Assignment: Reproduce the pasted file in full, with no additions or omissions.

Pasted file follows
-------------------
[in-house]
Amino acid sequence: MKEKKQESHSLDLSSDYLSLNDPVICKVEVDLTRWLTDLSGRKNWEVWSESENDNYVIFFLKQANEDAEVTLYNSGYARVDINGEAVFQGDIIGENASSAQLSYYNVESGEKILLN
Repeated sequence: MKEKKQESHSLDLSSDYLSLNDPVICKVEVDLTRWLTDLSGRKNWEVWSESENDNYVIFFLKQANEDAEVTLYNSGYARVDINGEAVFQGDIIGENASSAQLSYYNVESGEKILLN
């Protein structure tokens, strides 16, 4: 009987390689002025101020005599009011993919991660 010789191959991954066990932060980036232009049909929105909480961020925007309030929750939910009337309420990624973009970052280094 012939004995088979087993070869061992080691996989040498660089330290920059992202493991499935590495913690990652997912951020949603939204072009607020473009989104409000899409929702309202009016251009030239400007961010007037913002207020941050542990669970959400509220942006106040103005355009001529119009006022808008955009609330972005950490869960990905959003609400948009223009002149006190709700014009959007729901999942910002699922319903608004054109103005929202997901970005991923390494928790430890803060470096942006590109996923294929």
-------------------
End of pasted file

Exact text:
[in-house]
Amino acid sequence: MKEKKQESHSLDLSSDYLSLNDPVICKVEVDLTRWLTDLSGRKNWEVWSESENDNYVIFFLKQANEDAEVTLYNSGYARVDINGEAVFQGDIIGENASSAQLSYYNVESGEKILLN
Repeated sequence: MKEKKQESHSLDLSSDYLSLNDPVICKVEVDLTRWLTDLSGRKNWEVWSESENDNYVIFFLKQANEDAEVTLYNSGYARVDINGEAVFQGDIIGENASSAQLSYYNVESGEKILLN
């Protein structure tokens, strides 16, 4: 009987390689002025101020005599009011993919991660 010789191959991954066990932060980036232009049909929105909480961020925007309030929750939910009337309420990624973009970052280094 012939004995088979087993070869061992080691996989040498660089330290920059992202493991499935590495913690990652997912951020949603939204072009607020473009989104409000899409929702309202009016251009030239400007961010007037913002207020941050542990669970959400509220942006106040103005355009001529119009006022808008955009609330972005950490869960990905959003609400948009223009002149006190709700014009959007729901999942910002699922319903608004054109103005929202997901970005991923390494928790430890803060470096942006590109996923294929």